Epidemiology of rural traumatic death in children: a population-based study

J Trauma. 1995 Jun;38(6):867-70. doi: 10.1097/00005373-199506000-00006.


To determine the epidemiology of traumatic death in pediatric patients in a rural state, we reviewed all deaths caused by injury in victims < 19 years old between 1985 and 1990. We hypothesized that mortality would be higher than equivalent populations in urban areas. During the study period, 5,322 children were hospitalized for trauma (14% of total admissions for children in the state) and 36 died (0.67%). For this subgroup, head injury was the most common cause of death (72%). When compared with data from the National Pediatric Trauma Registry from urban centers, the mortality rate for hospitalized children in this rural state was lower (0.67% vs. 2.7%, p < 0.001). On review of the population-based statistics for the entire state, we found that these numbers were deceivingly low. In all, 731 children died during the study period, of which 283 were determined by autopsy or coroner's report to have died of trauma (38.7%). Eighty-seven percent of children who died never reached the hospital. Mortality (age-adjusted) was highest in the 15- to 18-year-olds (68.5 of 100,000), then < 1-year-old (26.8 of 100,000), 1- to 5-year-olds (15.6 of 100,000), and 5- to 14-year-olds (11.8 of 100,000), which significantly exceeds the predicted national averages for these age groups.(ABSTRACT TRUNCATED AT 250 WORDS)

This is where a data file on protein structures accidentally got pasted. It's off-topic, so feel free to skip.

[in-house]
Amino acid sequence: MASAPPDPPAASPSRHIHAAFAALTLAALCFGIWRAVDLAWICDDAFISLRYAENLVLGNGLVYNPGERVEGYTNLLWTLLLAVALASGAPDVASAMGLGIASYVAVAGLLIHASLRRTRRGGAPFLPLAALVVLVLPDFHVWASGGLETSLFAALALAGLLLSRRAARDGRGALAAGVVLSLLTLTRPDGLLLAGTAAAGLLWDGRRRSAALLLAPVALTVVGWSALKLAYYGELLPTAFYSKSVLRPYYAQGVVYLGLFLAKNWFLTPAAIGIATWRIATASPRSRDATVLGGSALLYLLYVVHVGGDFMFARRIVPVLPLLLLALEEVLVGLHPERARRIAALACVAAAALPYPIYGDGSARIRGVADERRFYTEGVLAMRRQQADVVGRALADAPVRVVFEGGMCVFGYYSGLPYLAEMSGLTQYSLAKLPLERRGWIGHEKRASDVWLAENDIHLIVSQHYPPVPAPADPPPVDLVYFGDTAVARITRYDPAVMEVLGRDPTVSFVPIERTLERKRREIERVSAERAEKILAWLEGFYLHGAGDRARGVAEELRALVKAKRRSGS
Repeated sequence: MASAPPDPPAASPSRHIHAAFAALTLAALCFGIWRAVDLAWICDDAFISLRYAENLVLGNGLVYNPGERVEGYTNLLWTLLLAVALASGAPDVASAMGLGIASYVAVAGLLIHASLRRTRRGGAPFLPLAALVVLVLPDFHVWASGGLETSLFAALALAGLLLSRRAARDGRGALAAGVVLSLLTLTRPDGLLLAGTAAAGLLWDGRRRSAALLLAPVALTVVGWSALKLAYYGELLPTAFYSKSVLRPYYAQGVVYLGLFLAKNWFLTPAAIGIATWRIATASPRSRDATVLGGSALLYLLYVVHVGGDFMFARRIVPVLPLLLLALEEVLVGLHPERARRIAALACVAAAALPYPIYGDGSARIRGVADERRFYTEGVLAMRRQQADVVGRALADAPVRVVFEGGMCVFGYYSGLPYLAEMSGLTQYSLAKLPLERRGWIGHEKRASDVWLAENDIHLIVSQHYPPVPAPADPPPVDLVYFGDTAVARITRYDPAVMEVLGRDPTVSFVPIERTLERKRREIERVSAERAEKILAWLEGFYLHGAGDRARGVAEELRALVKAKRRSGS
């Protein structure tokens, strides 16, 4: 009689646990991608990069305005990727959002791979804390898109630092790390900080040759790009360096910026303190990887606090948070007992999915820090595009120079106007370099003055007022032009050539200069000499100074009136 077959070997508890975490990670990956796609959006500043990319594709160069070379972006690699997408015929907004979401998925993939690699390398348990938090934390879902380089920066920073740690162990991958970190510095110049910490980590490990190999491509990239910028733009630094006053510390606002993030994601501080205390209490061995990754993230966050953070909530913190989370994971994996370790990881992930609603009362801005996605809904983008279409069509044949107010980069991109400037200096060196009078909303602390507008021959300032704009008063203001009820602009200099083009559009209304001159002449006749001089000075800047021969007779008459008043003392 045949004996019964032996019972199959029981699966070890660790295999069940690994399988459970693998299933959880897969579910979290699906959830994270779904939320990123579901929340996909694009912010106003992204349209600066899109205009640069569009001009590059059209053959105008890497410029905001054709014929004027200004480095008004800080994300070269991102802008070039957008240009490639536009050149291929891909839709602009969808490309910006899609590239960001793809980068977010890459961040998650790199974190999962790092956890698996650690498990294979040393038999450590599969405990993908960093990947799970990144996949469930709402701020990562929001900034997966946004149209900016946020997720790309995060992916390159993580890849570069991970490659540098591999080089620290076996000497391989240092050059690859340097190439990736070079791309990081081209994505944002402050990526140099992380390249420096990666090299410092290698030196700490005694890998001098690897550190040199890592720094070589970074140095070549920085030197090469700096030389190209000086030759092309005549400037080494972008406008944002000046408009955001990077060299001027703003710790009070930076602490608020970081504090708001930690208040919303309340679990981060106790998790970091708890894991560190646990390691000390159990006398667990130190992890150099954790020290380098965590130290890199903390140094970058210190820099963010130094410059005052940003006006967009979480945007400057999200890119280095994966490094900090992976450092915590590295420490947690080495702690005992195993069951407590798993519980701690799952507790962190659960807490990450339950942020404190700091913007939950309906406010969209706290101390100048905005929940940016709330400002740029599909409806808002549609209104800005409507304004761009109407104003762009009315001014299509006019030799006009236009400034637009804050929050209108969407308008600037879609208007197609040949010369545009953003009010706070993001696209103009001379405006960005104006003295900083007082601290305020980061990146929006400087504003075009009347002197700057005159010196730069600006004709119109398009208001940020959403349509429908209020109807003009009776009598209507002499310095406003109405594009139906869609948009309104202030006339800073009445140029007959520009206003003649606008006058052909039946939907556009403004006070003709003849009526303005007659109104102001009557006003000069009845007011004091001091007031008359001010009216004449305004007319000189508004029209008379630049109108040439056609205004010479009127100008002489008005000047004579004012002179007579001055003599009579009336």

MeSH terms

  • Adolescent
  • Age Factors
  • Child
  • Child, Preschool
  • Cohort Studies
  • Craniocerebral Trauma / epidemiology
  • Craniocerebral Trauma / mortality
  • Female
  • Hospital Mortality
  • Hospitalization
  • Humans
  • Incidence
  • Infant
  • Injury Severity Score
  • Male
  • Rural Health*
  • Vermont / epidemiology
  • Wounds and Injuries / epidemiology
  • Wounds and Injuries / etiology
  • Wounds and Injuries / mortality*